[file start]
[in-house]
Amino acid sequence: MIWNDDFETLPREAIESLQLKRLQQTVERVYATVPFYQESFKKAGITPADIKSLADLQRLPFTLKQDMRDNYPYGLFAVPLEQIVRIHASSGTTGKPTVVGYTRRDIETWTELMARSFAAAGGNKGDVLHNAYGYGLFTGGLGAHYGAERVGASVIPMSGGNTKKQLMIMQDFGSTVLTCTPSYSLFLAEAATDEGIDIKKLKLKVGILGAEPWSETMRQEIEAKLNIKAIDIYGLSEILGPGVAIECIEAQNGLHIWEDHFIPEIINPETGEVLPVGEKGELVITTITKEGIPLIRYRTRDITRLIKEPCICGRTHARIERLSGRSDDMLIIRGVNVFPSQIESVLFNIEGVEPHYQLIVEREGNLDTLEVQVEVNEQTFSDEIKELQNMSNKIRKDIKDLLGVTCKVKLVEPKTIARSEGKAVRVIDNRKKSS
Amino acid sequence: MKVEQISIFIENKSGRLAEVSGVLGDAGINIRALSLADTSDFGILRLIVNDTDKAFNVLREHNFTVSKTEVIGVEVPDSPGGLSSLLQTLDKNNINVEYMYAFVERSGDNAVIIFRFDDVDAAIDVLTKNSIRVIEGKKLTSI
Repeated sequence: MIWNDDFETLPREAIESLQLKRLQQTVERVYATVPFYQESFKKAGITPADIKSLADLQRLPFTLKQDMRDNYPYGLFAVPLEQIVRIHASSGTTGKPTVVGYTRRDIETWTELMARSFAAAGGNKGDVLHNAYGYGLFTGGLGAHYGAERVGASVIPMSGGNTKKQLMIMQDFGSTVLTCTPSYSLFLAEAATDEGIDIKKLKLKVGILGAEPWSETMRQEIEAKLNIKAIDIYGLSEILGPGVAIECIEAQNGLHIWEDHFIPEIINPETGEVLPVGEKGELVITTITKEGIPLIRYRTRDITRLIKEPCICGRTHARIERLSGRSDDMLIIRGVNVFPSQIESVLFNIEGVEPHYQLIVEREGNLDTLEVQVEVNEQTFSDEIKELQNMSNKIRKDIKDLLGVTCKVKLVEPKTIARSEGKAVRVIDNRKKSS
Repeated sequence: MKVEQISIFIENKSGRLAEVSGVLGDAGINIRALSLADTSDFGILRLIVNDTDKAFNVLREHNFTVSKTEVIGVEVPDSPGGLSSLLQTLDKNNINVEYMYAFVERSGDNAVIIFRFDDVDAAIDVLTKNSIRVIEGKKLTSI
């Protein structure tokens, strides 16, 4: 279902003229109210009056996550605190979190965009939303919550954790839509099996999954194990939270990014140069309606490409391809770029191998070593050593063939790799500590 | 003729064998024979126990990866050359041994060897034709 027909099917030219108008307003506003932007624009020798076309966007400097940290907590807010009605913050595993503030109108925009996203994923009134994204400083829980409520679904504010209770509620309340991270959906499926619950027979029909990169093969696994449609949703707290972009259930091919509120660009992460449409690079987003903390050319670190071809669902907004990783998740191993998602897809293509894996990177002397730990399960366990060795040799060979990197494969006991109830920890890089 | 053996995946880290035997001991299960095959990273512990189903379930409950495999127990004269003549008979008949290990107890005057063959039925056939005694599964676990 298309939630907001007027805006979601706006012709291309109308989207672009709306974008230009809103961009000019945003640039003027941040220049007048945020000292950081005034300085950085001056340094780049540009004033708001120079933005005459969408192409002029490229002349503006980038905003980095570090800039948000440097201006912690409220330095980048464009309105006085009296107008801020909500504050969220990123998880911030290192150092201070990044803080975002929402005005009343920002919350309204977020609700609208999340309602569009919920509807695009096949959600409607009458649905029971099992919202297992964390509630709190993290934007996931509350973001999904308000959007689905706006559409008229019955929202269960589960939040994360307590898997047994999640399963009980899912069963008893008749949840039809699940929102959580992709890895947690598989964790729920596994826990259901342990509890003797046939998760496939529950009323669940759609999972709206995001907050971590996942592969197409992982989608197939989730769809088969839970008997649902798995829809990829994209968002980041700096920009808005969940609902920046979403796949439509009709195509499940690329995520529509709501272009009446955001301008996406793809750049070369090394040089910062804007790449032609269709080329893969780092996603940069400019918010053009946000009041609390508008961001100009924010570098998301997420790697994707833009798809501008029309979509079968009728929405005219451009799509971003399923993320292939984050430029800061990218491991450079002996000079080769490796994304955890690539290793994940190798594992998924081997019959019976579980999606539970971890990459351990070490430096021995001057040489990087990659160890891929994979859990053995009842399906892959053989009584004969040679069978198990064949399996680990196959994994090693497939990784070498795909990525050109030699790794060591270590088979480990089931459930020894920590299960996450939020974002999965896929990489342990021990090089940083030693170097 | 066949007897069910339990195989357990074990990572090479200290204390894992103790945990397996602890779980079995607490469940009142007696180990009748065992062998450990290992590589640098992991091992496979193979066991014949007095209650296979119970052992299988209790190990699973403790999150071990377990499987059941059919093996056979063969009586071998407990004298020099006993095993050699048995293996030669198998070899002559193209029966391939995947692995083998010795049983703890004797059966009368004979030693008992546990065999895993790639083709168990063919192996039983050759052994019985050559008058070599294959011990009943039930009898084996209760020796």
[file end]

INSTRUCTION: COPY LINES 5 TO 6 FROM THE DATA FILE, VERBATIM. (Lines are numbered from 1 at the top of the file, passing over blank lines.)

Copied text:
Repeated sequence: MKVEQISIFIENKSGRLAEVSGVLGDAGINIRALSLADTSDFGILRLIVNDTDKAFNVLREHNFTVSKTEVIGVEVPDSPGGLSSLLQTLDKNNINVEYMYAFVERSGDNAVIIFRFDDVDAAIDVLTKNSIRVIEGKKLTSI
């Protein structure tokens, strides 16, 4: 279902003229109210009056996550605190979190965009939303919550954790839509099996999954194990939270990014140069309606490409391809770029191998070593050593063939790799500590 | 003729064998024979126990990866050359041994060897034709 027909099917030219108008307003506003932007624009020798076309966007400097940290907590807010009605913050595993503030109108925009996203994923009134994204400083829980409520679904504010209770509620309340991270959906499926619950027979029909990169093969696994449609949703707290972009259930091919509120660009992460449409690079987003903390050319670190071809669902907004990783998740191993998602897809293509894996990177002397730990399960366990060795040799060979990197494969006991109830920890890089 | 053996995946880290035997001991299960095959990273512990189903379930409950495999127990004269003549008979008949290990107890005057063959039925056939005694599964676990 298309939630907001007027805006979601706006012709291309109308989207672009709306974008230009809103961009000019945003640039003027941040220049007048945020000292950081005034300085950085001056340094780049540009004033708001120079933005005459969408192409002029490229002349503006980038905003980095570090800039948000440097201006912690409220330095980048464009309105006085009296107008801020909500504050969220990123998880911030290192150092201070990044803080975002929402005005009343920002919350309204977020609700609208999340309602569009919920509807695009096949959600409607009458649905029971099992919202297992964390509630709190993290934007996931509350973001999904308000959007689905706006559409008229019955929202269960589960939040994360307590898997047994999640399963009980899912069963008893008749949840039809699940929102959580992709890895947690598989964790729920596994826990259901342990509890003797046939998760496939529950009323669940759609999972709206995001907050971590996942592969197409992982989608197939989730769809088969839970008997649902798995829809990829994209968002980041700096920009808005969940609902920046979403796949439509009709195509499940690329995520529509709501272009009446955001301008996406793809750049070369090394040089910062804007790449032609269709080329893969780092996603940069400019918010053009946000009041609390508008961001100009924010570098998301997420790697994707833009798809501008029309979509079968009728929405005219451009799509971003399923993320292939984050430029800061990218491991450079002996000079080769490796994304955890690539290793994940190798594992998924081997019959019976579980999606539970971890990459351990070490430096021995001057040489990087990659160890891929994979859990053995009842399906892959053989009584004969040679069978198990064949399996680990196959994994090693497939990784070498795909990525050109030699790794060591270590088979480990089931459930020894920590299960996450939020974002999965896929990489342990021990090089940083030693170097 | 066949007897069910339990195989357990074990990572090479200290204390894992103790945990397996602890779980079995607490469940009142007696180990009748065992062998450990290992590589640098992991091992496979193979066991014949007095209650296979119970052992299988209790190990699973403790999150071990377990499987059941059919093996056979063969009586071998407990004298020099006993095993050699048995293996030669198998070899002559193209029966391939995947692995083998010795049983703890004797059966009368004979030693008992546990065999895993790639083709168990063919192996039983050759052994019985050559008058070599294959011990009943039930009898084996209760020796």